The Michigan Municipal League’s Anthony Minghine continued a statewide tour of Michigan communities Wednesday (Nov. 9, 2016) by being in Flint talking about the state’s broken system for funding municipalities. It was the second stop in Flint in less than a month as the League also organized a municipal finance panel discussion in Flint on Oct. 25 with U.S. Congressman Dan Kildee.
Minghine was part of a series of speakers participating in the “Investing in Michigan Communities: Finding Fairing Funding for Strong, Successful Communities” event at University of Michigan-Flint. The event was the sixth of seven stops in a statewide tour organized by the office of Wayne County Executive Warren C. Evans. Joining Minghine were Evans, former State Treasurer Robert Kleine, Michigan State University Extension Center for Local G0vernment Finance & Policy; Eric Lupher, of the Citizens Research Council and Bill Anderson, southeast Michigan Council of Governments (SEMCOG)
Mayors, township supervisors, commissioners, city council members and other decision-makers attended the Flint event aimed at identifying viable solutions to Michigan’s broken model for funding local governments.
Other stops for the statewide tour were in Trenton, Grand Rapids, Marquette, Lansing, and Traverse City. A final seventh stop is being planned for southeast Michigan in January.
Minghine discussed the broken system and ways to fix it. He explained and how the state has diverted more than $7.5 billion in revenue sharing dollars from Michigan communities since 2002. Minghine showed data illustrating that Michigan is the only state in the nation to invest less in its communities between 2002 and 2012. (View the chart here: http://www.savemicity.org/wp-content/uploads/2016/03/census.pdf).
“The state balanced its budget off the backs of local municipalities,” Minghine said, while showing a chart that illustrated how state revenues went up 29 percent at the same time state revenue to cities went down by 56 percent. “We got to start thinking differently.”
The other speakers discussed the state’s system for funding municipalities and how our communities are financially handcuffed by existing laws and regulations.
“You may ask why hasn’t the state done more for municipalities?” Kleine said. “One of the reasons is the state decided to do more for business taxes. … Our business taxes are among the lowest in the nation. Some people may think it’s good to have low business taxes, but it’s not been doing much for our economy. The state has ignored the plight of its cities. Our system of local government organization and financing is broken and needs to be completely reformed.”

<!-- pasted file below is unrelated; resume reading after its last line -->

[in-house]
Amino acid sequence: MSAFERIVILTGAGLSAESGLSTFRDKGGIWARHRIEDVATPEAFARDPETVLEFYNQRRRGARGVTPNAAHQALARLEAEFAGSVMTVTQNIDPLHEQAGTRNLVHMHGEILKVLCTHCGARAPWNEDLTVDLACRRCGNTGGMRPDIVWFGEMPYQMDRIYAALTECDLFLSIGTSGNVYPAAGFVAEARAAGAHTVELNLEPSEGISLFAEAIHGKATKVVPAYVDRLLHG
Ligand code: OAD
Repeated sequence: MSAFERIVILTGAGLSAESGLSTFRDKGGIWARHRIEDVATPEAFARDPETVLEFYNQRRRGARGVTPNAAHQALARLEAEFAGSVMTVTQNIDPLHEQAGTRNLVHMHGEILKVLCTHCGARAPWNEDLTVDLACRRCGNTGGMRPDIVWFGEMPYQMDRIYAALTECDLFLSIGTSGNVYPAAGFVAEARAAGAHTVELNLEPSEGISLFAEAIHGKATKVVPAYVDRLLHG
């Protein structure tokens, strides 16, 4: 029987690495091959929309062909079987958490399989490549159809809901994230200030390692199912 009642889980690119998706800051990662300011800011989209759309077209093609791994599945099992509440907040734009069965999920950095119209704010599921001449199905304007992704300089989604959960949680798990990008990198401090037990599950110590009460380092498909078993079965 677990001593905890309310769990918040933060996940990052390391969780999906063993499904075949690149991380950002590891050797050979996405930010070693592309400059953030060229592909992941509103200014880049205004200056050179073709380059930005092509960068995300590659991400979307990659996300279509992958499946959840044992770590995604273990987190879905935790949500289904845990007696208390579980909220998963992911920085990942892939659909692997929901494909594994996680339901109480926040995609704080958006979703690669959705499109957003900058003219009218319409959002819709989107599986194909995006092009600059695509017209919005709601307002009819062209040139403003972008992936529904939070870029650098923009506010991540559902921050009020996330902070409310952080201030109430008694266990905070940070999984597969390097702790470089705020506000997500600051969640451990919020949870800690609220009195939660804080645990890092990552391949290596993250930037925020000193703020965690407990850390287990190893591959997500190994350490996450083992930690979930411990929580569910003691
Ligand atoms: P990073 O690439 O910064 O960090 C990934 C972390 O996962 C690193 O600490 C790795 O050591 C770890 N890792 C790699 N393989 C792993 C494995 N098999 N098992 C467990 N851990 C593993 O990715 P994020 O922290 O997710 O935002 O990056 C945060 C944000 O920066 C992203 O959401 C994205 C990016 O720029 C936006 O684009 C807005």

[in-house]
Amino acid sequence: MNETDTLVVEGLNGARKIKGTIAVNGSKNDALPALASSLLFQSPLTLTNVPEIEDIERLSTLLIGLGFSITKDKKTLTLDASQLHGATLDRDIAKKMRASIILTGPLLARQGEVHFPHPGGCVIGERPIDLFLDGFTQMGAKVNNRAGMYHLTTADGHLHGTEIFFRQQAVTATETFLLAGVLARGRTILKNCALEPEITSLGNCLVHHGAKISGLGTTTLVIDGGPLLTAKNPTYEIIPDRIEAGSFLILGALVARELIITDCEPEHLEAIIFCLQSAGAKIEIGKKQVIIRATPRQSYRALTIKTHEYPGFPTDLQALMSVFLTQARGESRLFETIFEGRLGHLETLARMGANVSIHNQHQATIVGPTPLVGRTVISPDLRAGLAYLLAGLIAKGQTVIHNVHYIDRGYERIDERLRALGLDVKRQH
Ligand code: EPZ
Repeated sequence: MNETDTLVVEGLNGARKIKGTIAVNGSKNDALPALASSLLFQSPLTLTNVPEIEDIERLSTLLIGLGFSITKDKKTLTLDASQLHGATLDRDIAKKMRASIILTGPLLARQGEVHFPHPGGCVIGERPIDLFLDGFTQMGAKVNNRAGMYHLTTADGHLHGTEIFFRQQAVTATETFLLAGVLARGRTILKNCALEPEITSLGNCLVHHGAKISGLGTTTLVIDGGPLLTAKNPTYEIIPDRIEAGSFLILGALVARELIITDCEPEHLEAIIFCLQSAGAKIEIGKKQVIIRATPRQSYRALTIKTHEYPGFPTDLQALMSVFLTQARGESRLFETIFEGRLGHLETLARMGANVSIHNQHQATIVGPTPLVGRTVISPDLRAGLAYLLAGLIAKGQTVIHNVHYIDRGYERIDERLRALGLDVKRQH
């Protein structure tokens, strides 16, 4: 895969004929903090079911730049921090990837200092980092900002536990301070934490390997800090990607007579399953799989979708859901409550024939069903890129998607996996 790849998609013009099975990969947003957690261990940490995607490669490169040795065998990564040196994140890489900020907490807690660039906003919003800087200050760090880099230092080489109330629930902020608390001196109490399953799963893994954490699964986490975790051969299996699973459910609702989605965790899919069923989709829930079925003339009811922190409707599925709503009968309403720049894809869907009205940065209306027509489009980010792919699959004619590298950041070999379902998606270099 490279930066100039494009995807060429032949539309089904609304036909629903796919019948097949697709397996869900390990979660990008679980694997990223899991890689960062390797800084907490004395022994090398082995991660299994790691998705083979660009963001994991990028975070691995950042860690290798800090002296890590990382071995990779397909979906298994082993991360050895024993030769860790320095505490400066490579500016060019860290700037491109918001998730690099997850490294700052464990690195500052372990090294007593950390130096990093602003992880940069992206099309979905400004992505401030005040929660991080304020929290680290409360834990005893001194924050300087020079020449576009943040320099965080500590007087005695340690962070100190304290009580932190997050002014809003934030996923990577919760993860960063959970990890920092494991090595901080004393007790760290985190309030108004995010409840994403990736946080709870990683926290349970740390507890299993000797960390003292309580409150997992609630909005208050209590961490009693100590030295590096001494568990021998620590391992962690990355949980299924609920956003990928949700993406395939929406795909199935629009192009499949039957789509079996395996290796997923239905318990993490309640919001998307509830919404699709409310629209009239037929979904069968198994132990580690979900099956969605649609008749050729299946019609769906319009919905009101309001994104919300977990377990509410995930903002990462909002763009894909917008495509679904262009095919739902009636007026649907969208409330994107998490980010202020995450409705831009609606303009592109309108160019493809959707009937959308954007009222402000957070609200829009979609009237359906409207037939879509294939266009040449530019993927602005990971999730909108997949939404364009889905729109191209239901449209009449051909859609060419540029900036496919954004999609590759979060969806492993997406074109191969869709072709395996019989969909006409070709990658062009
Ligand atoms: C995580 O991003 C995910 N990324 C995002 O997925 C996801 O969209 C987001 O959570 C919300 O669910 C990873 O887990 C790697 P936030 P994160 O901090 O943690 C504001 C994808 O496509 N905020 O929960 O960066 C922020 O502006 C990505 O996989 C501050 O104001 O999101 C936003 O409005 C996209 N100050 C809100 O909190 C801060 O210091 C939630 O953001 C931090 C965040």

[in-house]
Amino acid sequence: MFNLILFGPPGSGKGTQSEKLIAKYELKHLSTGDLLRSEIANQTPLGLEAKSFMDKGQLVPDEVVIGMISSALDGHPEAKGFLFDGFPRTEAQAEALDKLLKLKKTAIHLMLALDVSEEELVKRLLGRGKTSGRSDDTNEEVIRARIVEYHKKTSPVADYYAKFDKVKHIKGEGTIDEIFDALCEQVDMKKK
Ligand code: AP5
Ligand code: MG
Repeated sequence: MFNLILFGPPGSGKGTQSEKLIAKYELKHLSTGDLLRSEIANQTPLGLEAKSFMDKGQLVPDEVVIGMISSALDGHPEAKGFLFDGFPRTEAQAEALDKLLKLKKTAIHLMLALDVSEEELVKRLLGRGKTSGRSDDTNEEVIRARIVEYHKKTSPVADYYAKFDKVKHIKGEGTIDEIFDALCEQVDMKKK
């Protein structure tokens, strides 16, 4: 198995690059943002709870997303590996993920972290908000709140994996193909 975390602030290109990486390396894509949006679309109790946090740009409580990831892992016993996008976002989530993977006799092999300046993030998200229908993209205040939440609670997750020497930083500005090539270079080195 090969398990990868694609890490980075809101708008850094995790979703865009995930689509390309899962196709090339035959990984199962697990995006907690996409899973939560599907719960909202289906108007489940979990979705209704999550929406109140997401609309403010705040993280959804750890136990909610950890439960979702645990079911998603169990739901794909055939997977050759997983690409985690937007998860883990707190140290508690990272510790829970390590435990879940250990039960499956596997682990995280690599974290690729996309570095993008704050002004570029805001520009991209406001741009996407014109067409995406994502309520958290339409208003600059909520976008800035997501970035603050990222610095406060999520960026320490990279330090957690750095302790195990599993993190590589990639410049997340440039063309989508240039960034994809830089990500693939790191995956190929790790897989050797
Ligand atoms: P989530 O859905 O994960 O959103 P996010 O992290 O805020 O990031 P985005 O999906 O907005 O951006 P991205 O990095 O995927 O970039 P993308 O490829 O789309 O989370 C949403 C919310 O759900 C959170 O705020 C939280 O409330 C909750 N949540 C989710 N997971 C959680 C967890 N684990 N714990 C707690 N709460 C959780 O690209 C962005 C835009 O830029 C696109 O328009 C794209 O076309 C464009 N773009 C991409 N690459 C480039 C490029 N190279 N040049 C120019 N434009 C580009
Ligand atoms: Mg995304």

Lupher discussed possible options to fixing the problem, include revenue-generating options such as local-option income and sale taxes, and motor fuel taxes; and potential cost-savings measures such as local government consolidations and service sharing; pension reform; and other post-employment benefits (OPEB) reform. Minghine listed an array of other possible fixes including giving local communities true home-rule control, and encouraging more placemaking initiatives in communities.
“If communities fail, the state is going to fail right along with it and there are some things we can do about it,” Minghine said.
This tour and the message that the state’s system for funding our municipalities is broken is consistent with the League’s ongoing saveMIcity.org reform effort.
The saveMIcity effort is centered around research that shows great places make for a strong economy. By employing community-based placemaking strategies, we strengthen both our economic and social future. The Michigan Municipal League believes that at the heart of great places are strong cities. Across the country, cities account for over 80 percent of GDP, but in Michigan we have failed to invest in this vital resource.
After years of working within the existing paradigms, the League is undertaking this major saveMIcity legislative and policy push aimed at reforming municipal finance in Michigan to encourage renewed investment in our communities. This is intended to be an examination of how we can do things differently in Michigan to assure that local government can’t just survive, but can thrive. To that end, the League is developing policy recommendations around three themes: Cost Containment, Revenue Enhancement, and Structure of Government.